Spotlight: Peter Eisenman

Wexner Center for the Arts. Image © <a href='https://www.flickr.com/photos/75905404@N00/3484952969'>Flickr user OZinOH</a> licensed under <a href='https://creativecommons.org/licenses/by-nc/2.0/'>CC BY-NC 2.0</a> Wexner Center for the Arts. Image © <a href='https://www.flickr.com/photos/75905404@N00/3484952969'>Flickr user OZinOH</a> licensed under <a href='https://creativecommons.org/licenses/by-nc/2.0/'>CC BY-NC 2.0</a>

Whether built, written or drawn, the work of renowned architect, theorist and educator Peter Eisenman (born 11th August 1932) is characterized by Deconstructivism, with an interest in signs, symbols and the processes of making meaning always at the foreground. As such, Eisenman has been one of architecture's foremost theorists of recent decades; however he has also at times been a controversial figure in the architectural world, professing a disinterest in many of the more pragmatic concerns that other architects engage in.

© Chris Wiley © Chris Wiley

After receiving degrees in architecture from Cornell and Columbia universities and then a PhD from Cambridge university, Eisenman rose to fame in the late ‘60s, as part of the New York Five, a group that shared an interest in the purity of architectural form and besides Eisenman included Michael Graves, Richard Meier, John Hejduk and Charles Gwathmey.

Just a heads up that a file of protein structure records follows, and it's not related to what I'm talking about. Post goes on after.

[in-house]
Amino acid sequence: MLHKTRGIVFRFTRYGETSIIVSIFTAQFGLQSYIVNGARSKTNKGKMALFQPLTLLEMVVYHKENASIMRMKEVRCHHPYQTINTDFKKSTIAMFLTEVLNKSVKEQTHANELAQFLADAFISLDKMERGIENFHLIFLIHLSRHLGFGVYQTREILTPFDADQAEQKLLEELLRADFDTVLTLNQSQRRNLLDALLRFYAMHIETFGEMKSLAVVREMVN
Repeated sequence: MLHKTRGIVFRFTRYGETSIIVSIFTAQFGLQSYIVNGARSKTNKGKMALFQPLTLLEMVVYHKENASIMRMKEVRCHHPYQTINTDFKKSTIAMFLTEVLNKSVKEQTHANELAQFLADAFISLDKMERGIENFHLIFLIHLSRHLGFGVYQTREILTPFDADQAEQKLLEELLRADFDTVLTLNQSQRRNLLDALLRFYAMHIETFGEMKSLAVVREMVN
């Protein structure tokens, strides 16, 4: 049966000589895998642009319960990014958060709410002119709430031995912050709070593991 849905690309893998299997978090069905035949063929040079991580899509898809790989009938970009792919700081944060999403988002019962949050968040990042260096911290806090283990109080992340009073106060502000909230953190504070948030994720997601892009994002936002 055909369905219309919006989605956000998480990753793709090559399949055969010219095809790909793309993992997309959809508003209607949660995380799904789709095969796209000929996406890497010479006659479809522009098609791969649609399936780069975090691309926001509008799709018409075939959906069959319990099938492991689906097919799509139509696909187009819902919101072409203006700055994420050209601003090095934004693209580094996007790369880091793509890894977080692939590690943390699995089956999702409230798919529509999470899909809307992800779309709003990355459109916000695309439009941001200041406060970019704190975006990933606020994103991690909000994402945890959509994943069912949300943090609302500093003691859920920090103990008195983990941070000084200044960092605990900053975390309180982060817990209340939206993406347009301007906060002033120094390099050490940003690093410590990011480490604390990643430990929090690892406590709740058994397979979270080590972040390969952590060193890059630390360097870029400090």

House II. Image <a href='https://www.an-onymous.com/peter-eisenman/'>via an-onymous.com</a> House II. Image <a href='https://www.an-onymous.com/peter-eisenman/'>via an-onymous.com</a>

Eisenman has maintained his position at the fore of architectural theory thanks to what Stefano Corbo, in his book "the Cooper Union school of architecture.

House VI. Image © NJIT House VI. Image © NJIT

Given his significant influence in the profession, Eisenman has built surprisingly little; however the buildings he has completed are often incredibly dense in their ideological underpinning, frozen manifestos for his theory. Among his most critical works are House VI, the Wexner Center for the Arts, the Memorial to the Murdered Jews of Europe and the City of Culture of Galicia.

Axonometric drawing of the Wexner Center. Image <a href='https://www.an-onymous.com/peter-eisenman/'>via an-onymous.com</a> Axonometric drawing of the Wexner Center. Image <a href='https://www.an-onymous.com/peter-eisenman/'>via an-onymous.com</a>
The Memorial to the Murdered Jews of Europe. Image © <a href='https://www.flickr.com/photos/dalbera/9617851018/'>Flickr user dalbera</a> licensed under <a href='https://creativecommons.org/licenses/by/2.0/'>CC BY 2.0</a> The Memorial to the Murdered Jews of Europe. Image © <a href='https://www.flickr.com/photos/dalbera/9617851018/'>Flickr user dalbera</a> licensed under <a href='https://creativecommons.org/licenses/by/2.0/'>CC BY 2.0</a>

See all of Peter Eisenman's built work featured on ArchDaily via the thumbnails below, and further coverage of the architect and his theories below those:

Correction update: An earlier version of this article stated that Peter Eisenman collaborated with Jacques Derrida on his competition entry to design the Parc de la Villette, which was incorrect.

From Formalism to Weak Form: The Architecture and Philosophy of Peter Eisenman

Eisenman's Evolution: Architecture, Syntax, and New Subjectivity

AD Interviews: Peter Eisenman

Interview with Peter Eisenman: "I Am Not Convinced That I Have a Style"

AIA Honors Peter Eisenman with 2015 Topaz Medallion

AD Classics: 1988 Deconstructivist Exhibition at New York's Museum of Modern Art (MoMA)

Peter Eisenman: American Architecture Today

Venice Biennale 2012: The Piranesi Variations / Peter Eisenman